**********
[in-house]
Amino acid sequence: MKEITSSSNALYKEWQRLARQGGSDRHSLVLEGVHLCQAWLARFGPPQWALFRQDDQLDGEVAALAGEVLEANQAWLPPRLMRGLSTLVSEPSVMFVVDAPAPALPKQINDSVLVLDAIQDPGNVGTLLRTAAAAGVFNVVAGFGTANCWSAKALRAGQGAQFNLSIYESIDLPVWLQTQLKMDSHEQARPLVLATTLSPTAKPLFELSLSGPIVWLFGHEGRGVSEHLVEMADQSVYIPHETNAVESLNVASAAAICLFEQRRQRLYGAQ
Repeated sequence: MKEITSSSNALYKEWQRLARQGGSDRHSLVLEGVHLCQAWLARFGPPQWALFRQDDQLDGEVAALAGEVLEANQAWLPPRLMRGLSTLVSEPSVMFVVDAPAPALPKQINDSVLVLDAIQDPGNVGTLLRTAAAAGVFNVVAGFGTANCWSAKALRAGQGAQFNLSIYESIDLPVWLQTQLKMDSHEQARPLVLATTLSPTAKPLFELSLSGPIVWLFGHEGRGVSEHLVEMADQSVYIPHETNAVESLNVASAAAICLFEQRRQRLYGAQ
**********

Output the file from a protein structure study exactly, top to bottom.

[in-house]
Amino acid sequence: MKEITSSSNALYKEWQRLARQGGSDRHSLVLEGVHLCQAWLARFGPPQWALFRQDDQLDGEVAALAGEVLEANQAWLPPRLMRGLSTLVSEPSVMFVVDAPAPALPKQINDSVLVLDAIQDPGNVGTLLRTAAAAGVFNVVAGFGTANCWSAKALRAGQGAQFNLSIYESIDLPVWLQTQLKMDSHEQARPLVLATTLSPTAKPLFELSLSGPIVWLFGHEGRGVSEHLVEMADQSVYIPHETNAVESLNVASAAAICLFEQRRQRLYGAQ
Repeated sequence: MKEITSSSNALYKEWQRLARQGGSDRHSLVLEGVHLCQAWLARFGPPQWALFRQDDQLDGEVAALAGEVLEANQAWLPPRLMRGLSTLVSEPSVMFVVDAPAPALPKQINDSVLVLDAIQDPGNVGTLLRTAAAAGVFNVVAGFGTANCWSAKALRAGQGAQFNLSIYESIDLPVWLQTQLKMDSHEQARPLVLATTLSPTAKPLFELSLSGPIVWLFGHEGRGVSEHLVEMADQSVYIPHETNAVESLNVASAAAICLFEQRRQRLYGAQ